Sunday, June 4, 2023

This extremely rare Hebrew Bible is over a thousand years old and was auctioned for $38 million

The Codex Sassoon, a leather-bound, handwritten parchment volume containing almost the entire Hebrew Bible, was given to Alfred H. was bought by Moses, who There are plans to donate it to the UNA Museum in Tel Aviv, Israel. According to a statement from Sotheby’s.

The manuscript had already been on display at the ANU Museum in March as part of a world tour prior to the auction.

In a picture dated March 22, 2023, the Codex Sassoon, considered the oldest and most complete Bible.

Why is this Bible worth $38 million?

Sotheby’s Judaism expert Sharon Lieberman Mintz said the $38 million price, which includes the auction house’s fee, ” Reflects the profound power, influence and meaning of the Bible Which is an essential pillar of humanity.

The price for the manuscript sold at auction is one of the highest ever.

In 2021, a rare copy of the United States Constitution sold for $43 million. Leonardo da Vinci’s Codex Leicester sold for $31 million in 1994, or about $60 million in today’s dollars.

Mintz said that he is “absolutely delighted with today’s monumental result and that Codex Sassoon will soon be making its return to Israel for the world to see.”

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What is Codex Sassoon?

The Codex Sassoon is the oldest known manuscript that compiles the known books of the Bible. Researchers calculate that it was built between 880 and 960 AD. C.

manuscript All 24 books of the Hebrew Bible are there and only 12 sheets are missing According to the site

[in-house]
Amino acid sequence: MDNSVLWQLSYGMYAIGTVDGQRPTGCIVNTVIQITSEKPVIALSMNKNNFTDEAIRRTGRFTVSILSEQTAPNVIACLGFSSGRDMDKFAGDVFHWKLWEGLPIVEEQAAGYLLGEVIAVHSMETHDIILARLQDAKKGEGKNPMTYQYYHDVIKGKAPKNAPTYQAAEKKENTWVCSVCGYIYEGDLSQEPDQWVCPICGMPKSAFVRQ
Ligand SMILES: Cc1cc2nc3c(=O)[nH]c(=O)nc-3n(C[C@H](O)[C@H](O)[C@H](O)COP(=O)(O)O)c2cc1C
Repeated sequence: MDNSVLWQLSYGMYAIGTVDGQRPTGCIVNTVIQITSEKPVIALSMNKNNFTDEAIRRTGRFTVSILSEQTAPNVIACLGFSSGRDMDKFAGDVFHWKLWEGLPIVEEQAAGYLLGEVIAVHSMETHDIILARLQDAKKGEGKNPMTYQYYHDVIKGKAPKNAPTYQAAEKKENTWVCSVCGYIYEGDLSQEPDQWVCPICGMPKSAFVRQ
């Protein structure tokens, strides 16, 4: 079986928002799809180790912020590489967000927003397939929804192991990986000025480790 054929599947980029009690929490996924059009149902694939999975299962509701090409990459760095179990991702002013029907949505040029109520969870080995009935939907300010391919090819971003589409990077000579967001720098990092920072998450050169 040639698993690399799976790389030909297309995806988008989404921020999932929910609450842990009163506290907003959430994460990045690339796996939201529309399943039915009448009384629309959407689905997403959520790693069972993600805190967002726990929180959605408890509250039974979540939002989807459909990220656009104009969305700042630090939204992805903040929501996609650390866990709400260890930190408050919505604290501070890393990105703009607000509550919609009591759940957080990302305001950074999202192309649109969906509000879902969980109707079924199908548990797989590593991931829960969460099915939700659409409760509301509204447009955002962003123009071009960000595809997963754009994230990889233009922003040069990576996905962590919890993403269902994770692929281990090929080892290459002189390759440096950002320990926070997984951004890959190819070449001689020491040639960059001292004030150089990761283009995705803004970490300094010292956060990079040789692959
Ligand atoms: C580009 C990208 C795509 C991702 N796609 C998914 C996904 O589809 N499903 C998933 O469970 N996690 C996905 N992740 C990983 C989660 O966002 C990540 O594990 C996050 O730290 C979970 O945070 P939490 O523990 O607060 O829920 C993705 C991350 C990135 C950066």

It got its name in 1929 when it was bought by David Solomon Sassoon, the son of an Iraqi-Jewish business magnate.

Sassoon’s estate was divided after his death and the Bible Codex was sold in 1978 by Sotheby’s in Zurich to the British Railways Pension Fund for approximately $320,000, or $1.4 million in today’s dollars.

The pension fund sold the Codex Sassoon 11 years later to Jackie Safra, a banker and art collector, who bought it in 1989 for $3.19 million ($7.7 million in current dollars). Safra was the seller on Wednesday.

Why has the Codex Sassoon managed to survive?

According to historians, the Codex Sassoon was preserved by Jewish communities settled in Syria for centuries.

A note found in one of the manuscripts points to some of its former owners, such as a man named Khalaf ben Abraham, who bequeathed it to his sons during the Middle Ages.

The Codex Sassoon reached the city of Maksin, now in northeastern Syria, in the 13th century, where it was kept in a synagogue.

Around 1400, the synagogue was destroyed during an invasion and the codex was entrusted for safekeeping to Salma ibn Abi al-Fakhr. With a promise that he would return it once the place was rebuilt, which never happened.

Since then, the story of its whereabouts remained a mystery for five centuries, until it came into the hands of David Solomon Sassoon in 1929.

Nation World News Desk
Nation World News Desk
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